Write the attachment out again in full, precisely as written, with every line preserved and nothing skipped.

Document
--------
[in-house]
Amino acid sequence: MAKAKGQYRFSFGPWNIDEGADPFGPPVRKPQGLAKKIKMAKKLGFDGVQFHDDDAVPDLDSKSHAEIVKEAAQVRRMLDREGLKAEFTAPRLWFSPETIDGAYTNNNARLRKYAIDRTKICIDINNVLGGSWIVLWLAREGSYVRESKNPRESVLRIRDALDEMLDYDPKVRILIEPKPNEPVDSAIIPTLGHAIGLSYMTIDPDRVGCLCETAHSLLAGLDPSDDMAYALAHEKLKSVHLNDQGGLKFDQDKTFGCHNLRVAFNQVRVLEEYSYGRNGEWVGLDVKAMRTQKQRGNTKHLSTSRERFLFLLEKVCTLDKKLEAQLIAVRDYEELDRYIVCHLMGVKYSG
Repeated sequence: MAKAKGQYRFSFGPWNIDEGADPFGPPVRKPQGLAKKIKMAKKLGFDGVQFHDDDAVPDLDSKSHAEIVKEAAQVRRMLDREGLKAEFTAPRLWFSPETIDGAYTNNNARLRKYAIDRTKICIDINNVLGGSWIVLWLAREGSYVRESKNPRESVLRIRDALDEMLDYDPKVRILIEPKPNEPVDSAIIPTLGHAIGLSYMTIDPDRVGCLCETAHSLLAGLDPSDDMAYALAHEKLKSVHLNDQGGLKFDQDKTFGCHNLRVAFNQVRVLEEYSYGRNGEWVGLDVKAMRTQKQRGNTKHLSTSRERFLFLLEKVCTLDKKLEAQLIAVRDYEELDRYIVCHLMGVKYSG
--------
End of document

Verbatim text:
[in-house]
Amino acid sequence: MAKAKGQYRFSFGPWNIDEGADPFGPPVRKPQGLAKKIKMAKKLGFDGVQFHDDDAVPDLDSKSHAEIVKEAAQVRRMLDREGLKAEFTAPRLWFSPETIDGAYTNNNARLRKYAIDRTKICIDINNVLGGSWIVLWLAREGSYVRESKNPRESVLRIRDALDEMLDYDPKVRILIEPKPNEPVDSAIIPTLGHAIGLSYMTIDPDRVGCLCETAHSLLAGLDPSDDMAYALAHEKLKSVHLNDQGGLKFDQDKTFGCHNLRVAFNQVRVLEEYSYGRNGEWVGLDVKAMRTQKQRGNTKHLSTSRERFLFLLEKVCTLDKKLEAQLIAVRDYEELDRYIVCHLMGVKYSG
Repeated sequence: MAKAKGQYRFSFGPWNIDEGADPFGPPVRKPQGLAKKIKMAKKLGFDGVQFHDDDAVPDLDSKSHAEIVKEAAQVRRMLDREGLKAEFTAPRLWFSPETIDGAYTNNNARLRKYAIDRTKICIDINNVLGGSWIVLWLAREGSYVRESKNPRESVLRIRDALDEMLDYDPKVRILIEPKPNEPVDSAIIPTLGHAIGLSYMTIDPDRVGCLCETAHSLLAGLDPSDDMAYALAHEKLKSVHLNDQGGLKFDQDKTFGCHNLRVAFNQVRVLEEYSYGRNGEWVGLDVKAMRTQKQRGNTKHLSTSRERFLFLLEKVCTLDKKLEAQLIAVRDYEELDRYIVCHLMGVKYSG